He was one of the first Italian painters to use oil paint. Before this, he worked in tempera, the most usual method of the time, where pigments were dissolved in a water-based emulsion, often egg yolk. Tempera was the medium employed for painting frescoes on wood panels, from the twelfth to the fifteenth century, when oils gradually took over. Born Pietro di Cristoforo Vannucci in around 1450 near Perugia in Umbria, he took his professional name from the city, it being common practice to identify people by their birthplace. Little is known of his early training, but he was possibly taught by Fiorenzo di Lorenzo, a minor Perugian artist, or in other local workshops. He may also have been a pupil in Arezzo of the great Piero della Francesca, from whom he would have learnt all about geometric orderliness and linear perspective. Working here would have made him an associate of the renowned Luca Signorelli, but in any case, they certainly knew each other, and the influence of the latter's talent as a draftsman can be discerned in the work of Perugino.
Early commissions included several frescoes for the convent of the Ingessati fathers; unfortunately these works were lost during the siege of Florence. He also provided many cartoons, which the fathers transformed into stained glass. An example of Perugino's tempera work is the tondo (circular picture), The Virgin and Child Enthroned between Saints, now in the Musée du Louvre in Paris. Moving to Florence by the early 1470s, Perugino is thought to have worked for Andrea del Verocchio, where he would have met a promising young apprentice by the name of Leonardo da Vinci, as well as Filippino Lippi, Lorenzo di Credi and Ghirlandaio. Verocchio's teaching is evident in the early work of Perugino, with its tidy lines and its adoption of chiaroscuro techniques. The latter, with its emphasis on contrasting shades to suggest a three dimensional picture, would have fed into the artist's apparent interest in Flemish art and its focus on light. Florence was now his home, with a successful studio, although he may have retained a second one in Perugia.
By 1478 Perugino was in Rome, where he had been commissioned by the papal court to produce frescoes for the Sistine Chapel, along with Ghirlandaio, Rosselli, and Botticelli (another influence on Perugino). His fresco here, Giving of the Keys to St. Peter (1481-82), is considered to be a masterpiece, and was a move towards High Renaissance art. This new movement championed clear composition, a sense of space and perspective, and simplified formality. However, Perugino failed to seize the initiative to develop this further, leaving both da Vinci and Raphael, joined by Michelangelo, to become the giants and innovators of the style. This fresco for the Sistine Chapel incorporates Perugino's self-portrait, together with that of the architect. Unfortunately, others produced for Pope Sixtus IV at the same time didn't survive, with three being destroyed to make way for Michelangelo's Last Judgement. After this, Perugino worked on the Palazzo della Signoria in Florence, and then in 1491 was asked to join the committee planning the completion of the Duomo, as Florence cathedral is known.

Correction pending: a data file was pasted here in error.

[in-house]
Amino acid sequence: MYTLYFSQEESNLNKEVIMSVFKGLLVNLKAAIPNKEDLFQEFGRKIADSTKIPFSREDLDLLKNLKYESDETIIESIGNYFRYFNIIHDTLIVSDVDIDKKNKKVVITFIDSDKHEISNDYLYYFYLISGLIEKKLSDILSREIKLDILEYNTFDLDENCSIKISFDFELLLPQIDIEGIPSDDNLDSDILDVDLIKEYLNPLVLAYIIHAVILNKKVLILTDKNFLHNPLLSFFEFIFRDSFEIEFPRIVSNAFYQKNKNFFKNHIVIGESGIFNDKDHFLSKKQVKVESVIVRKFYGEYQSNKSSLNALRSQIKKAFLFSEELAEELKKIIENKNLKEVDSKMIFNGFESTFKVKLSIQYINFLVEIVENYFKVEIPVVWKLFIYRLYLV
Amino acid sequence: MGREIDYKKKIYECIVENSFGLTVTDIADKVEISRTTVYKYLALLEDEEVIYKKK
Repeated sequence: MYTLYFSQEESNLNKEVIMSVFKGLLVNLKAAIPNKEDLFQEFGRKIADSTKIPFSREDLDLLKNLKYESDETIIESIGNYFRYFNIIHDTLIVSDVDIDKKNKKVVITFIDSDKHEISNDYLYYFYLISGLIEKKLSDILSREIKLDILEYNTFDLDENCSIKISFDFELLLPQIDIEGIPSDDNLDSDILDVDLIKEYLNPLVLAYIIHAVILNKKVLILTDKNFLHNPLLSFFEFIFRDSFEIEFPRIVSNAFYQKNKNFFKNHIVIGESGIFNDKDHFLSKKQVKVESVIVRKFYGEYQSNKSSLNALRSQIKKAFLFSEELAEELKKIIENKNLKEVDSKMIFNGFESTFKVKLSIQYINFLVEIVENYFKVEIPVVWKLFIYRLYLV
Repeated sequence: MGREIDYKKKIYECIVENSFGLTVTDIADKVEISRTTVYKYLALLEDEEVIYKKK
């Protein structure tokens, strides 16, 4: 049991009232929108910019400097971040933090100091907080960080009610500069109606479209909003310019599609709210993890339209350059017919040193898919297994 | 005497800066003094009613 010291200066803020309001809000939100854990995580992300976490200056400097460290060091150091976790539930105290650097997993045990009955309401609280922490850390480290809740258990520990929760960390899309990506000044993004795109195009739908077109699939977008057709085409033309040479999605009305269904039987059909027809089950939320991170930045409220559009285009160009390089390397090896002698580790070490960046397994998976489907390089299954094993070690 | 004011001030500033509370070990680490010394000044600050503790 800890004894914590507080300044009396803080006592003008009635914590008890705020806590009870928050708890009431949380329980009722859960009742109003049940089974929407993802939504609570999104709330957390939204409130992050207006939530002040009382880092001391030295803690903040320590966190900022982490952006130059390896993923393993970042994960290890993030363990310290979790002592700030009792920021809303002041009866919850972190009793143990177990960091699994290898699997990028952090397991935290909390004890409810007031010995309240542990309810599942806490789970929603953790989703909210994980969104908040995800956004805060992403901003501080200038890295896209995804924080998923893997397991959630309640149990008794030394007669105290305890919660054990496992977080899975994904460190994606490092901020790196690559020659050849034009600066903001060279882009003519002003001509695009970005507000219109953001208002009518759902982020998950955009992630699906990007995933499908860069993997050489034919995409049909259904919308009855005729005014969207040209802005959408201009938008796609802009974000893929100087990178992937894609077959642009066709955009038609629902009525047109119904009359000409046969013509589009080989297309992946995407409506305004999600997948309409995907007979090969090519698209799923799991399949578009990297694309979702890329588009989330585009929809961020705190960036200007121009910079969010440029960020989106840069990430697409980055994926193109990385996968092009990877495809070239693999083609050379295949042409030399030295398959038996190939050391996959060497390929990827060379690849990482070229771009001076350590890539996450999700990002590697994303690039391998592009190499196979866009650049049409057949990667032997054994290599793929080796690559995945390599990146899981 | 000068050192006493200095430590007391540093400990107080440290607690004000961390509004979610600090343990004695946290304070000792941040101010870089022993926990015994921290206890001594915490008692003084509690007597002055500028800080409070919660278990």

At the zenith of his artistic abilities by then, Perugino produced some of his best work in Florence, with central figures framed by Renaissance architecture and open backgrounds, conveying an overall feeling of harmony. His Pietà of 1494-5 for the Uffizi is a perfect example of his mature style. His knowledge of the late fifteenth-century portrait-style of Flanders is obvious in his own portraits, with the finest example being Francesco delle Opere, also dating from the mid-1490s. Perugino especially admired Hans Memling, whose influence is particularly apparent here. In 1496, the artist developed his spacial theme further, when he completed a three-part fresco in Florence's S. Maria Maddelena dei Pazzi. Here, he portrayed space and landscape lacking architectural perspective, and placed figures untidily around the scenes.